electrophile

e·lec·tro·phile (ĭ-lĕkʹtrə-fīl') n.
A chemical compound or group that is attracted to electrons and tends to accept electrons.

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Atom or molecule that in a chemical reaction seeks an atom or molecule containing an electron pair available for bonding or the negative end of a polar molecule (see covalent bond; electric dipole).

In the Lewis electron theory (see acid-base theory) advanced by the U.S. chemist Gilbert Lewis (1875–1946) in 1923, electrophiles are by definition Lewis acids. Examples include the hydronium ion (H3O+), boron trifluoride (BF3), and the halogens fluorine, chlorine, bromine, and iodine in molecular form. See also acid; nucleophile.

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      in chemistry, an atom or a molecule that in chemical reaction seeks an atom or molecule containing an electron pair available for bonding. Electrophilic substances are Lewis acids (compounds that accept electron pairs), and many of them are Brønsted acids (compounds that donate protons). Examples of electrophiles are hydronium ion (H3O+, from Brønsted acids), boron trifluoride (BF3), aluminum chloride (AlCl3), and the halogen molecules fluorine (F2), chlorine (Cl2), bromine (Br2), and iodine (I2). Compare nucleophile.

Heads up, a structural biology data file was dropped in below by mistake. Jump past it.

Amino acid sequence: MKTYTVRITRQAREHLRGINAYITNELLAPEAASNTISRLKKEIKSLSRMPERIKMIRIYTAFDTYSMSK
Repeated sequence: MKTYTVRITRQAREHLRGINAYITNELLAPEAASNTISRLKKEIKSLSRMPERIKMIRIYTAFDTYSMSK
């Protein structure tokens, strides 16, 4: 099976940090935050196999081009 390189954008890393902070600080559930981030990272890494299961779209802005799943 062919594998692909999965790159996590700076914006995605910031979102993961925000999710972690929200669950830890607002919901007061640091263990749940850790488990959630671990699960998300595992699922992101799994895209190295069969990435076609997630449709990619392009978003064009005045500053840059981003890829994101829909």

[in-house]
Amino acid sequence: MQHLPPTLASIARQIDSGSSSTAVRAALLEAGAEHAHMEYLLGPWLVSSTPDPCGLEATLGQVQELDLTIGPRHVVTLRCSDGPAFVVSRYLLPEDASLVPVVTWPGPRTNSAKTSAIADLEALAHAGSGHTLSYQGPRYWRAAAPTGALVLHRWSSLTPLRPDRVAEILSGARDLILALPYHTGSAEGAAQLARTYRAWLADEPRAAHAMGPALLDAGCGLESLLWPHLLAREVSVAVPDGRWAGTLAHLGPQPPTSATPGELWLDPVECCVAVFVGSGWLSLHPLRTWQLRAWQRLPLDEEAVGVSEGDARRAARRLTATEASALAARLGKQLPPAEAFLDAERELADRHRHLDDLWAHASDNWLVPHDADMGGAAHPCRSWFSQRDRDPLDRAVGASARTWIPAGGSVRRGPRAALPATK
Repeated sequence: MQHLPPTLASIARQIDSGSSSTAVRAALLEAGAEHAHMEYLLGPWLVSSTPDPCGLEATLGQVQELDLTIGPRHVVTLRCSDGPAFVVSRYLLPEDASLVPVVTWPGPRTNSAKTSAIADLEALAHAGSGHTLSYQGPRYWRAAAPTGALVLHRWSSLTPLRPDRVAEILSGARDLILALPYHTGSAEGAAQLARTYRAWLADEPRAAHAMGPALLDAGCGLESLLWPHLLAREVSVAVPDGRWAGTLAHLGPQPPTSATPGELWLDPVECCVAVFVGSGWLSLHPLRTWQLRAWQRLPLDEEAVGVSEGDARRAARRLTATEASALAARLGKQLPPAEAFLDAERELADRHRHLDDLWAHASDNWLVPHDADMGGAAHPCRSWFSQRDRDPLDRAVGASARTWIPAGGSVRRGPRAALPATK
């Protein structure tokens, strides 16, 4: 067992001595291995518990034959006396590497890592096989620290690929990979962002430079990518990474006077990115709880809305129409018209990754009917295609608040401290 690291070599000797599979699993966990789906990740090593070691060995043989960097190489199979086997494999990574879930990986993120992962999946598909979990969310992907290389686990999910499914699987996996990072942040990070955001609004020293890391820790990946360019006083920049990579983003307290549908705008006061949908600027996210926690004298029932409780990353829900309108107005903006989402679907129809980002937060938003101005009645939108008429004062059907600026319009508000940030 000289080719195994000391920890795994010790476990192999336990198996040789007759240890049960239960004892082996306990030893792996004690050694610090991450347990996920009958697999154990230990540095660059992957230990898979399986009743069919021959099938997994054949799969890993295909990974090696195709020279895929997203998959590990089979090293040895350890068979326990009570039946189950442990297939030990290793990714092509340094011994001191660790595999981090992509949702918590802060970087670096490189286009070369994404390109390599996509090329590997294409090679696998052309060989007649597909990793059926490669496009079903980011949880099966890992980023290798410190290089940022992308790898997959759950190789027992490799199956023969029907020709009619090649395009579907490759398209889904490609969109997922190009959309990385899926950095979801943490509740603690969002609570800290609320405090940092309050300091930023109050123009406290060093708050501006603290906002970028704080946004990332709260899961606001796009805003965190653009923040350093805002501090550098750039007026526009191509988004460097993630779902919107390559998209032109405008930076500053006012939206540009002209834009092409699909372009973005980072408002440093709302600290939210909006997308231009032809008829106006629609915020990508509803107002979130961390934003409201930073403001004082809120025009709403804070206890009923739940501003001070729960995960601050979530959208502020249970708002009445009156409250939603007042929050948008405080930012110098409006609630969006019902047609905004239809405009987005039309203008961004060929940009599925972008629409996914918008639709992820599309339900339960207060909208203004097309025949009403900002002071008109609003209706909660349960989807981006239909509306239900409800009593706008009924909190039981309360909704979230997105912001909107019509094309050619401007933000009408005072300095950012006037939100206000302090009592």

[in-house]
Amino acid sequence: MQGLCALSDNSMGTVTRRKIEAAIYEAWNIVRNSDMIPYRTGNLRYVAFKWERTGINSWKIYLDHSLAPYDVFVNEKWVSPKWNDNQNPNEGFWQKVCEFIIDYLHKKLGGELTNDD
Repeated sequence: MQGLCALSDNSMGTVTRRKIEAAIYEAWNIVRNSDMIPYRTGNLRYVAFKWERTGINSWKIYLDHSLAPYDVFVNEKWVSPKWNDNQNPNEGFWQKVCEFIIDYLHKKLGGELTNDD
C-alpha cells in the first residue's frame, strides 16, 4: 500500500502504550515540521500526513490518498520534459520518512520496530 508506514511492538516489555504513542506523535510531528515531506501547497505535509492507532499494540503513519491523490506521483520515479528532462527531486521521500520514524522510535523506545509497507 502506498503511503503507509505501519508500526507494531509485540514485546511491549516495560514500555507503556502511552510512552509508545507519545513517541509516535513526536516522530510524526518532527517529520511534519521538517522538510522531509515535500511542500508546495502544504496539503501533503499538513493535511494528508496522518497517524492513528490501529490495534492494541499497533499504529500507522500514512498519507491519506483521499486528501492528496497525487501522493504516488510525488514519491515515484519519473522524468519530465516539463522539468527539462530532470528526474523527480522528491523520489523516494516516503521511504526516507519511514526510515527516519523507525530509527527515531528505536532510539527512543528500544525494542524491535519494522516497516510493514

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Universalium. 2010.